PAST&Y, PIES AND TAUTS.
Another good way to ascertain when the oven is heated to the proper degree for puff paste : put a small piece of the paste in pre- vious to baking the whole, and then the heat can thus be judged of.
Pie crust can be kept a week, and the last be better than the first, if put in a tightly covered dish and set in the ice chest in summer and in a cool place in winter, and thus you can make a fresh pie every day with little trouble.
In baking custard, pumpkin or squash pies, it is well, in order that the mixture may not be absorbed by the paste, to first partly bake the paste before adding it, and when stewed fruit is used the filling should be perfectly cool when put in, or it will make the bottom crust sodden.
HOW TO MAKE A PIE.
AFTER making the crust, take a portion of it, roll it out and fit it to a buttered pie-plate by cutting it off evenly around the edge ; gather up the scraps left from cutting and make into another sheet for the top crust ; roll it a little thinner than the under crust ; lap one-half over the other and cut three or four slits about a quarter of an inch from the folded edge (this prevents the steam from escaping through the rim of the pie, and causing the juices to run out from the edges). Now fill your pie-plate with your prepared filling, wet the top edge of the rim, lay the upper crust across the centre of the pie, turn back the half that is lapped over, seal the two edges together by slightly pressing down with your thumb, then notch evenly and regularly with a three-tined fork, dipping occasionally in flour to prevent sticking. Bake in a rather quick oven a light brown, and until the filling boils up through the slits in the upper crust.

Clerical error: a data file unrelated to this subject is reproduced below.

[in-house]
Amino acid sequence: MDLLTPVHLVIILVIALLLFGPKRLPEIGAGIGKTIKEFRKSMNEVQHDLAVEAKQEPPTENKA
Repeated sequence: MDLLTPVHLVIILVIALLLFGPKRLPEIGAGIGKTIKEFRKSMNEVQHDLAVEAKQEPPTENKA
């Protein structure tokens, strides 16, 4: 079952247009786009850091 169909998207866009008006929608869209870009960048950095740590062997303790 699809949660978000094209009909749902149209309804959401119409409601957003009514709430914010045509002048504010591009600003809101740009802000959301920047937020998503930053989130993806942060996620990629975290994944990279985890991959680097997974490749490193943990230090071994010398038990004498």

To prevent the juice soaking through into the crust, making it soggy, wet the under crust with the white of an egg, just before you put in the pie mixture. If the top of the pie is brushed over with the egg, it gives it a beautiful glaze.
FOR ICING PASTRY.
To ICE pastry, which is the usual method adopted for fruit tarts and sweet dishes of pastry, put the white of an egg on a plate and with the blade of a knife beat it to a stiff froth. When the pastry is nearly baked, brush it over with this and sift over some pounded sugar ; put it back into the oven to set the glaze and in a few minutes